Wednesday, September 5, 2012

USA - Fastest Emerging Mission Field in the World

I read an interesting blog post by Timothy Tennet, president of Asbury Theological Seminary, this week on some eye opening statistics that he believes will take the majority of the church another twenty years to realize. For example, "if China has 90 million believers, but the vast majority of those believers are under 30 years old and the United States has 90 million evangelicals and the majority of those are over 50, then there is a demographic story that is not “heard” when one is looking at the raw statistics of Christian affiliation."

The biggest take away from this post by Tennet is that the USA is one of the fastest emerging mission fields in the world. So, if you are the type who was never been willing to go to the mission field, well congratulations the mission field is coming to you. The Millennials in the US, roughly those ages 18-29, are continually growing more skeptical of anything being "truth." And considering that I am in the Millennial age range, I can vouch for this growing skepticism across the board amongst my own peers, especially those that have a church background. This is one reason that so many of the church kids are no longer found near a church upon entering their freshman year of college.

Tennet believes that if you are under 25 years old you will almost surely live to see the day when the most Christian countries in the world will be China and India, whereas it will be quite difficult to find Anglo Christians in the pacific northwest. This is another eye opening thought for me being that I am working amongst those in India, currently some of the most unreached people in the world. 

This is both encouraging for me and discouraging for me. Encouraging as I am excited to see countries like China and India to be full of the knowledge of the glory of God (Habakkuk 2:14)  and the majority of people worshipping King Jesus. Discouraging as I can see a glimpse into the future of my own culture and see the truth of what Tennet points out. I am not sure his views on prophecy and as much as  I hate to say it, but I believe his prediction is prophetic in nature.

This is one reason that I believe we need to see more churches planted in every city of every state of every country. The church, a community of believers, is what God has left to reach all people everywhere. But I sense in the US we will ignore this reality in our own backyard until it is almost too late. It is just as a city grows and they neglect to develop the needed infrastructure in that place until later when it causes many more headaches. I sense the church in the USA will do the same when looking at these demographics and stats.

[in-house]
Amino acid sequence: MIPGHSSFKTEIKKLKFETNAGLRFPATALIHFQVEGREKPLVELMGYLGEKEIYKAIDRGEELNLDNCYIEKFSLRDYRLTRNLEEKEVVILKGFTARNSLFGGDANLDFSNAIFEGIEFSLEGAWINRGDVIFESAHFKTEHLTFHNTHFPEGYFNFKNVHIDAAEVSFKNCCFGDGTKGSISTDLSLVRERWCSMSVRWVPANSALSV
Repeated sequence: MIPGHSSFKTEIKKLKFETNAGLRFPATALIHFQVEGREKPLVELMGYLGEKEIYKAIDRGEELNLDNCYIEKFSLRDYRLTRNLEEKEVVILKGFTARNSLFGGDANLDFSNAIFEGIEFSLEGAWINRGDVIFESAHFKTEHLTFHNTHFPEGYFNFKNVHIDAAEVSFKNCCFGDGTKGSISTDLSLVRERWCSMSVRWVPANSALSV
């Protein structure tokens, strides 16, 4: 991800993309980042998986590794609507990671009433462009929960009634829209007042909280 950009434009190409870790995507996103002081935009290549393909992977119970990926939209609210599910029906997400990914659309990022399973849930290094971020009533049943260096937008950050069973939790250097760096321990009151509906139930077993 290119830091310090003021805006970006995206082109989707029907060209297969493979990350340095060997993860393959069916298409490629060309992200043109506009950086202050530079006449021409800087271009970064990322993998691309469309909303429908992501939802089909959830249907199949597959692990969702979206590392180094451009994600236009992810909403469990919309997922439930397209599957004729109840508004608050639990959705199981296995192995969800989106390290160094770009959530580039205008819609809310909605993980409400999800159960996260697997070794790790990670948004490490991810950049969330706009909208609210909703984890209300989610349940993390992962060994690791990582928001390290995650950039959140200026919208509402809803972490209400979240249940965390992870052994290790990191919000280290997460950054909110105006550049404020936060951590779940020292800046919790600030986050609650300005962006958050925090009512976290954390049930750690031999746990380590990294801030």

Most of us probably fall into this category: "These demographic facts are not easy to accept.  It is much easier to turn up the volume on our latest Christian CD, point to the hundreds of cars in mega-church parking lots, or pick up the latest Christian romance novel, rather than soberly face the fact that we are not passing the faith down to the next generation."   So, What should we do?  

Here are three suggestions by Tennet that I think we would all do well to pay attention to, especially if you want to continue to be missional going forward:

1.  Your church should plant at least two ethnic, non-Anglo churches in the next decade.  If you are in a major urban center, you will need to plant four.  This does not necessarily imply purchasing land and building buildings.  It may be as simple as starting a new service at 2:00 p.m. on Sunday focused on a nearby Korean or Hispanic populations.
2.  You must introduce rigorous catechesis for all members, young and old, enquiring and established.  We must re-teach the historic faith to this generation with a special eye to interacting with key objections and misunderstandings which are prevalent in our society.   Every pastor should insist on a course no less than six weeks long which introduces the candidate to the faith (historically, doctrinally and experientially).  After baptism, even more instruction, discipleship, and mentoring should follow, which brings people more fully into what it means to be a member of the church.  Incorporating members into small group discipleship settings must be the norm, not the exception.
3.  Evangelism must be at the heart of the church’s life.  The church must regain confidence in the gospel and the clarity of the good news.  I will let others speak for their own denomination, but one of the most striking observations I have made of my own denomination (United Methodism) is how confused and inconsistent and muddled the whole thing is.  Enormous energy is spent just trying to remember or recapture the gospel and fighting heresies at every turn. In the process, tens of thousands go unevangelized. Don’t get me wrong, this is a noble and important struggle and every soldier in this struggle deserves our support and prayers.  But, I do long for the day when United Methodism gets refocused on our historic message and witness.  I see signs this is happening, but we’ve got at least twelve years before we see the tide turned. Like the famous frog in the pot of water slowing coming to a boil, the church has slowly taken on the skepticism and doubts of the world regarding the power of Scripture, the centrality of Jesus Christ and the message of salvation. But, the gospel remains the power of God unto salvation.   Let me say it as clear as I can:  There are not multiple paths to salvation.  Salvation is found only in Jesus Christ.   Jesus Christ really and truly and bodily and historically rose from the dead.  This good news is for the world. Jesus Christ is building the community of the redeemed, which is His body, the church.  We are called to live out all the realities of the coming New Creation in the present age.

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